JAIC 1990, Volume 29, Number 2, Article 6 (pp. 181 to 191)
JAIC online
Journal of the American Institute for Conservation
JAIC 1990, Volume 29, Number 2, Article 6 (pp. 181 to 191)

AN INVESTIGATION OF THE REMOVABILITY OF NATURALLY AGED SYNTHETIC PICTURE VARNISHES

SUZANNE QUILLEN LOMAX, & SARAH L. FISHER



5 RESULTS—POLY(N-BUTYL METHACRYLATE)

TWO DIFFERENT types of paintings were examined in this study. One group consists of “old master” paintings to which coatings of Elvacite 2044 were applied in the 1970s and which have been on continuous exhibit under Plexiglas UF3 filtered daylight. The other group contains early American naive paintings to which the coatings were applied in the 1950s. Although these American paintings have been primarily in storage, many have been exposed to light in occasional loan exhibitions. The unpredictable solvent sensitivity of the paint layers on these paintings made them of special concern with regard to varnish removability.

Thirty-one paintings with poly(n-butyl methacrylate) coatings were examined: 9 “old masters” and 22 early American paintings. On the “old master” paintings, a soft and rubbery gel formation occurred immediately either with cyclohexane or a mixture of cyclohexane and toluene. More varnish was removed with toluene. On three of the paintings, toluene alone was sufficient to remove all of the poly(n-butyl methacrylate). On two paintings, the poly(n-butyl methacrylate) had been applied over a coat of B-67, which is poly(isobutyl methacrylate); toluene-acetone mixtures (60:40) removed this lower layer. On the remaining paintings, removal of poly(n-butyl methacrylate) continued and was only completed when acetone was applied.

On almost all of the 22 early American paintings, a mixture of 60% cyclohexane, 40% toluene, applied by swab, began to remove the varnish. Usually a soft, rubbery gel formed. More varnish was removed with toluene, and, in most cases, the varnish was completely removed in 60% toluene, 40% acetone. The poly(n-butyl methacrylate) was always found over a layer of another varnish, usually a natural resin, and this lower layer could usually be removed with acetone. However, on two of these early American paintings, pigments began to be removed with the acetone-toluene mixture or with pure acetone. These pigments were all in dark areas.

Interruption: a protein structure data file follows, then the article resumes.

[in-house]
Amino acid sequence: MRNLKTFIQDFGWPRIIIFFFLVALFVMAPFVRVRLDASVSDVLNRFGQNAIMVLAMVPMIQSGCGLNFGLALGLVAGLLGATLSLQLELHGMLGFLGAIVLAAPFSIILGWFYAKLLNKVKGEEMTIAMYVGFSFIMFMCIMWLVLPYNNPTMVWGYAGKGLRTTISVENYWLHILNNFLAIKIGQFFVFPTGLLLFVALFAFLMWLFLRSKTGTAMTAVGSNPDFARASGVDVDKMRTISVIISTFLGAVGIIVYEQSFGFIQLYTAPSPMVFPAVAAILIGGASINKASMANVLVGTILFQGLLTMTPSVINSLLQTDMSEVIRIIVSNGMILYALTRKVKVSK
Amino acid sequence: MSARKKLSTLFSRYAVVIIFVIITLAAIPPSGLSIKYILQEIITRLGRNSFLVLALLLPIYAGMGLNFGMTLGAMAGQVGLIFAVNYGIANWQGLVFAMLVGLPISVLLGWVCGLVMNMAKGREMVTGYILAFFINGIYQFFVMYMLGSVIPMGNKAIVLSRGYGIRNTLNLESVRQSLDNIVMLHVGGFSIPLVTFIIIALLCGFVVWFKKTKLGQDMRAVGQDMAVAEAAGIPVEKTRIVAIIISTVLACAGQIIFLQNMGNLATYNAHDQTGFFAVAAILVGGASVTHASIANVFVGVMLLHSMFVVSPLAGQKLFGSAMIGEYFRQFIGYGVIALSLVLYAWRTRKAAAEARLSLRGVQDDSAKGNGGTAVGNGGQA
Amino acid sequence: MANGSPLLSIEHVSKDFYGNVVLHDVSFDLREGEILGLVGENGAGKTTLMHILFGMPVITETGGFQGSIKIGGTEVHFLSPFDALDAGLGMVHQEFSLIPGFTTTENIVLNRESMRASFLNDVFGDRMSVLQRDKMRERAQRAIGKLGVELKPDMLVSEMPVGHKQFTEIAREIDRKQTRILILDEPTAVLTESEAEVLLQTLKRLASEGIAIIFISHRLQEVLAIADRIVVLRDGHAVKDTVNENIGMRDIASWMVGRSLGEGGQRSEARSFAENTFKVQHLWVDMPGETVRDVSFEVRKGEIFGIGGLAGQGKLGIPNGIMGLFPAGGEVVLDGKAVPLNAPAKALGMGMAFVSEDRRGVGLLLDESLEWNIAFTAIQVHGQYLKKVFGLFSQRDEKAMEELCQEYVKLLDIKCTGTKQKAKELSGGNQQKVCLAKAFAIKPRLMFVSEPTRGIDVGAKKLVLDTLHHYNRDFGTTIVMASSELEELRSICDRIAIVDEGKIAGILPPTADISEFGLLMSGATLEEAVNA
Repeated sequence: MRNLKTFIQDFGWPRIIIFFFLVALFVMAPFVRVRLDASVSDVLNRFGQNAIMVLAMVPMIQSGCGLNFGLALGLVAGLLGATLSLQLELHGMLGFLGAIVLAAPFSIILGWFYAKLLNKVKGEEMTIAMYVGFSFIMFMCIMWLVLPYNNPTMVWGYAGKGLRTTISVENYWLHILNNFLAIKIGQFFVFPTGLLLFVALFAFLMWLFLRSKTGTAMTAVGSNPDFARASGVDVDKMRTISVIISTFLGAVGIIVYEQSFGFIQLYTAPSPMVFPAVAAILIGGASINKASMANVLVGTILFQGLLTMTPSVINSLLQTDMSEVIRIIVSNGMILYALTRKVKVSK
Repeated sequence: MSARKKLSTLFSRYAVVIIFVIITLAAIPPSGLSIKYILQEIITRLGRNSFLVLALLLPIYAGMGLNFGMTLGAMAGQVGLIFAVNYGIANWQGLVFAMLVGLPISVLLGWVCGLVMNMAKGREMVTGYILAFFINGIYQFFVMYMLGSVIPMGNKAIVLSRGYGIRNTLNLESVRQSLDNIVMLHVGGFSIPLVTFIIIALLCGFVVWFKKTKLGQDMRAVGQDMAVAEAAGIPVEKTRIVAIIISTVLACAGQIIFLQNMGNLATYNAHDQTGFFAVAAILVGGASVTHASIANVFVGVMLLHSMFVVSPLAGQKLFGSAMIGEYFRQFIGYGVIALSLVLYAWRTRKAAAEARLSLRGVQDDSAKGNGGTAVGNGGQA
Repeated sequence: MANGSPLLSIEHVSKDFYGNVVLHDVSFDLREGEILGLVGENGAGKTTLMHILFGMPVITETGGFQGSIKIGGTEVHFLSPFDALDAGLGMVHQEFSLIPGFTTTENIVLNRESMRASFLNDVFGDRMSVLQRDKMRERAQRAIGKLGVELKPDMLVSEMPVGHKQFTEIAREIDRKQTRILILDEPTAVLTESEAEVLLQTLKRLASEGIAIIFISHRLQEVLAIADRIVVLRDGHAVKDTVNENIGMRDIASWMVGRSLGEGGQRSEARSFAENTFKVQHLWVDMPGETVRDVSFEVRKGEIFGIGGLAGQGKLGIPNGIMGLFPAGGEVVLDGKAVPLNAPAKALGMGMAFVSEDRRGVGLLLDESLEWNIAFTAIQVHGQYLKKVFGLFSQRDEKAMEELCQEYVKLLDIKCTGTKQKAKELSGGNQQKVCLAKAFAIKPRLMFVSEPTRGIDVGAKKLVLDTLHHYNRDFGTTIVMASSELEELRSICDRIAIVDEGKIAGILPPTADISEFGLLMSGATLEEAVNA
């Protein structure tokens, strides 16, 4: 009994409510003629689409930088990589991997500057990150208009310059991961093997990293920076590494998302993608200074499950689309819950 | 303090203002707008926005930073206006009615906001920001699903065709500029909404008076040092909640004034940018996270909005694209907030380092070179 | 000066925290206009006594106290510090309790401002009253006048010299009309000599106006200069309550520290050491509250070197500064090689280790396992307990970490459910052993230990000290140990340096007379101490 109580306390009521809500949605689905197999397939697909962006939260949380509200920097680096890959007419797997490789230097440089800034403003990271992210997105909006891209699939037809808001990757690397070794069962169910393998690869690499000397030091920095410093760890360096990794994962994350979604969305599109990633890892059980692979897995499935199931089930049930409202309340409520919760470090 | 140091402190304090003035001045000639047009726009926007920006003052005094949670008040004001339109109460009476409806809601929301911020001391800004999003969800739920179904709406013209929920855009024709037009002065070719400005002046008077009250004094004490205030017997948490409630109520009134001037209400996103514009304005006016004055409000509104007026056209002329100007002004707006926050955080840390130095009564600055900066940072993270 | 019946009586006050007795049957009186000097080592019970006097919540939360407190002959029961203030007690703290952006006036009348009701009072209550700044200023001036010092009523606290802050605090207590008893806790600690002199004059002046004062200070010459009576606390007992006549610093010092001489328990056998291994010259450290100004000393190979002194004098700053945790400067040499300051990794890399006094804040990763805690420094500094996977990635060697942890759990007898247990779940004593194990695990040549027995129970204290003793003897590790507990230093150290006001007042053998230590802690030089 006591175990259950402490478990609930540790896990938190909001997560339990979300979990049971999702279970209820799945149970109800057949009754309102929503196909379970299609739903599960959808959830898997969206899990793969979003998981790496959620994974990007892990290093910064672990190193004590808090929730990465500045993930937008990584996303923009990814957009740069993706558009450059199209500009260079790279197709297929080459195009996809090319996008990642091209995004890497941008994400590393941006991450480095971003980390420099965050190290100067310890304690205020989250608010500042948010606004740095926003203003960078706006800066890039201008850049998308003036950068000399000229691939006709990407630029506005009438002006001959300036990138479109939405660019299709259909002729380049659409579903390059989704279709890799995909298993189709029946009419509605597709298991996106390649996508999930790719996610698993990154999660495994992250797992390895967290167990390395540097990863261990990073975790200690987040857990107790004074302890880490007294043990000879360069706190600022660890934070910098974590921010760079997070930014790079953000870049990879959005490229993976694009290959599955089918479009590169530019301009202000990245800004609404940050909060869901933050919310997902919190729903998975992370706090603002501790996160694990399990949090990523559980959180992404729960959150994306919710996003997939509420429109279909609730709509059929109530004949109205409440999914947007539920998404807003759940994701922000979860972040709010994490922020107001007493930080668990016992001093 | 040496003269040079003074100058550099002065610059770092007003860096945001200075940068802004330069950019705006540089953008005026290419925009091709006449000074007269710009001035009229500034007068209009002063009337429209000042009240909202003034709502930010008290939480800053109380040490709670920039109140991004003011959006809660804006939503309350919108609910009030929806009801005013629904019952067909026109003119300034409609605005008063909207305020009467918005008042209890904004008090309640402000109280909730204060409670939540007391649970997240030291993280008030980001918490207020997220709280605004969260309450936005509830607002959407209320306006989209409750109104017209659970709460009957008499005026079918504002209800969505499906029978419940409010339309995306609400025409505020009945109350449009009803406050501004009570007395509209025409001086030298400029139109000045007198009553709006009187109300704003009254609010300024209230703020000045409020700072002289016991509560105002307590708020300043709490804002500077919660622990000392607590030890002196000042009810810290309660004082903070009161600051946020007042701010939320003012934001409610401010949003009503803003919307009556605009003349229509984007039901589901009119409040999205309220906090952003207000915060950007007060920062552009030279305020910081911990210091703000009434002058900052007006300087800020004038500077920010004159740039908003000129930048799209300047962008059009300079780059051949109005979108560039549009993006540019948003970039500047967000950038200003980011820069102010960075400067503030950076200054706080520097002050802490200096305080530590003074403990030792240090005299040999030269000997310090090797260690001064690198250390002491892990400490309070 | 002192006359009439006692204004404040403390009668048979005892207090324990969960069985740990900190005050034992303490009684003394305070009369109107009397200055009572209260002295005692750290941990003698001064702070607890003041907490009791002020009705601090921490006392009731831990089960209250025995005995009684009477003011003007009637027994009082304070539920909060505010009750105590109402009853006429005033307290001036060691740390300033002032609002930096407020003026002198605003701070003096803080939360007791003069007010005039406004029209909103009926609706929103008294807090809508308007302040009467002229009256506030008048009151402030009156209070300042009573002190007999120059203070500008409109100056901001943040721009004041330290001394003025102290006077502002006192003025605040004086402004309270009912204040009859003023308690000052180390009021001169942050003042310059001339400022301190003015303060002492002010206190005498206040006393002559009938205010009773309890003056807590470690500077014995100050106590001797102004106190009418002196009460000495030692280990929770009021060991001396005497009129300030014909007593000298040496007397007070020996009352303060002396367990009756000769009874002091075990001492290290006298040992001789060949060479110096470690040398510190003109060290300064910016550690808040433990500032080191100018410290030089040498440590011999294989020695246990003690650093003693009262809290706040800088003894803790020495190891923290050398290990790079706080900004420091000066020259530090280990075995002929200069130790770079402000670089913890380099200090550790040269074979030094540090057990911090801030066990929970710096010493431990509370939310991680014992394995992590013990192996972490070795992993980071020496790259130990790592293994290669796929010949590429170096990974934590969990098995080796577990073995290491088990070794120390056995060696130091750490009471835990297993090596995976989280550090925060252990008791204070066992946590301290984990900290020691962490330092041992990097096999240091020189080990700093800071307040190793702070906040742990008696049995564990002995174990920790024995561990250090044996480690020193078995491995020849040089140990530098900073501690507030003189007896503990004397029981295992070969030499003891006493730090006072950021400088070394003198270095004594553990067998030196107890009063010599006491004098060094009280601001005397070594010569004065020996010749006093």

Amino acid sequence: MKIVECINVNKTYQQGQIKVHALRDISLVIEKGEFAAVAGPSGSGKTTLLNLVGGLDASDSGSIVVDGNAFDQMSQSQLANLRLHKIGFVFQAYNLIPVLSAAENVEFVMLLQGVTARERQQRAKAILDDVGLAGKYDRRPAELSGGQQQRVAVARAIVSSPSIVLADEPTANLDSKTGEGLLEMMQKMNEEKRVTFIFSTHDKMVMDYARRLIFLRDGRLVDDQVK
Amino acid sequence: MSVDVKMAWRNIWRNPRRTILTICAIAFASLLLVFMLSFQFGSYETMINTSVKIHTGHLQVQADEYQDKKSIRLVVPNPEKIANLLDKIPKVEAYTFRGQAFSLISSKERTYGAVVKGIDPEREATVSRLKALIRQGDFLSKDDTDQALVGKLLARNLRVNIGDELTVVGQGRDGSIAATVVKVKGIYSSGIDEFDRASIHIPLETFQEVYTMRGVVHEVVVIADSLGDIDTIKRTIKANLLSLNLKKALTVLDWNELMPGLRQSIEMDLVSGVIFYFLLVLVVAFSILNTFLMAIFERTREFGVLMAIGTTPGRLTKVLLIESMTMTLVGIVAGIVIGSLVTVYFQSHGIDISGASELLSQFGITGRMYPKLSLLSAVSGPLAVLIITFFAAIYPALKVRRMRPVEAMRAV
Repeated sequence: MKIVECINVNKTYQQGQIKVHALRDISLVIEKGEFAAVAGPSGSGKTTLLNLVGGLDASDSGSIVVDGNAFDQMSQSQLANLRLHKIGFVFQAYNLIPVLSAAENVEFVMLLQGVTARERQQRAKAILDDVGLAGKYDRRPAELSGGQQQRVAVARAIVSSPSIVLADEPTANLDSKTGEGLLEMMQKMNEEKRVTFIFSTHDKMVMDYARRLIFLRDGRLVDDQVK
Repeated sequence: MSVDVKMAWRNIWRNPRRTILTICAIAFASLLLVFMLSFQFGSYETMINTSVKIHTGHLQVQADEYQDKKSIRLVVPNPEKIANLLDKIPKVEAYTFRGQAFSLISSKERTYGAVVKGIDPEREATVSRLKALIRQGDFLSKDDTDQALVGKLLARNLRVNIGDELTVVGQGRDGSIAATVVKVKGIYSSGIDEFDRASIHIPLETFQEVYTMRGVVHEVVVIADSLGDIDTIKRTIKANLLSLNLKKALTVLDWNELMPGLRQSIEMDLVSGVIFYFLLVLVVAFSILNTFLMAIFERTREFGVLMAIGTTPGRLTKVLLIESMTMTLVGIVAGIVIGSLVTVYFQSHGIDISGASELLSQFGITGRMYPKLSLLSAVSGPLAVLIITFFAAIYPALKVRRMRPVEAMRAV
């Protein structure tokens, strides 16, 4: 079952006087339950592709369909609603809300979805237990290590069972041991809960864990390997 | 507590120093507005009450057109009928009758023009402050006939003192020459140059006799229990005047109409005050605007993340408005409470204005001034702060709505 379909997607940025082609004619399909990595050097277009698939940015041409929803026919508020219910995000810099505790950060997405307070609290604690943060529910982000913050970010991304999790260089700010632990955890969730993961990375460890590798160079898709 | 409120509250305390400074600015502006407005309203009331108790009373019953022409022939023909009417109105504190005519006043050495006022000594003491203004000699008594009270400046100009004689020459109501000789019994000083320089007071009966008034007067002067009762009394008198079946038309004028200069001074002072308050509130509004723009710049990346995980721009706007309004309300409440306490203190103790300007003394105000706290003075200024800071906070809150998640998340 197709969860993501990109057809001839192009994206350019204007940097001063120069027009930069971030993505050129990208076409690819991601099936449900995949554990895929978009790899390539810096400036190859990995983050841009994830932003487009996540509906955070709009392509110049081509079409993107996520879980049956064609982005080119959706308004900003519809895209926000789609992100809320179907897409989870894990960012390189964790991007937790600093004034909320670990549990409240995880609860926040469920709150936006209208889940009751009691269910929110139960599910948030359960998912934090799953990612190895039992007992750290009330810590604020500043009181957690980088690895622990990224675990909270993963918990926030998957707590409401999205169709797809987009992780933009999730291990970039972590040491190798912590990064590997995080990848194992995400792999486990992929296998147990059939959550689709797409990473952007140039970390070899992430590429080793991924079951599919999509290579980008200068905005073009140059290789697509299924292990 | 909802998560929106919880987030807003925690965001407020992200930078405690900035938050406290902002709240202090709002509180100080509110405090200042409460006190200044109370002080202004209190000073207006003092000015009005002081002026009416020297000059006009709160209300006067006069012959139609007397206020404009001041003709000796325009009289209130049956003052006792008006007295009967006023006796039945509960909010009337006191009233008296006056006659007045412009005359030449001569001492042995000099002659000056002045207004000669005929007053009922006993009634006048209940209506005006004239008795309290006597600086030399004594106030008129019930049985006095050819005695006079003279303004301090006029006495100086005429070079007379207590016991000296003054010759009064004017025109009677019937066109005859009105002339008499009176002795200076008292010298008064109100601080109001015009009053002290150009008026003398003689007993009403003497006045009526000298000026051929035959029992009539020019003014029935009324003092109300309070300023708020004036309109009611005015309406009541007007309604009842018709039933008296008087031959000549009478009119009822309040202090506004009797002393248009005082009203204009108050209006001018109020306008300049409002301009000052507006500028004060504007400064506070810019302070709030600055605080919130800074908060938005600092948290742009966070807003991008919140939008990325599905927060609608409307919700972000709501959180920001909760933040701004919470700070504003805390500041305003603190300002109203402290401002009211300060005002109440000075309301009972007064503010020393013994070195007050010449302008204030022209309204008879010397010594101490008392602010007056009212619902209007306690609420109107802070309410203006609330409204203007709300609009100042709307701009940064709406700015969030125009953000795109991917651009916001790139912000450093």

Before considering this group of paintings as representative of poly(n-butyl methacrylate) behavior in time, an important fact must be considered: The paintings consist either of cases where the coatings were recently applied and the paintings have been on exhibition, or the coatings were applied 35 to 40 years ago and the paintings have been kept in storage. The individual paintings were chosen for the simplicity of the coating stratification. Since the amount of light is an important factor in the degradation of coatings, paintings with a greater amount of light exposure should be tested, even though the varnish stratification might be more complex.


Copyright 1990 American Institute for Conservation of Historic and Artistic Works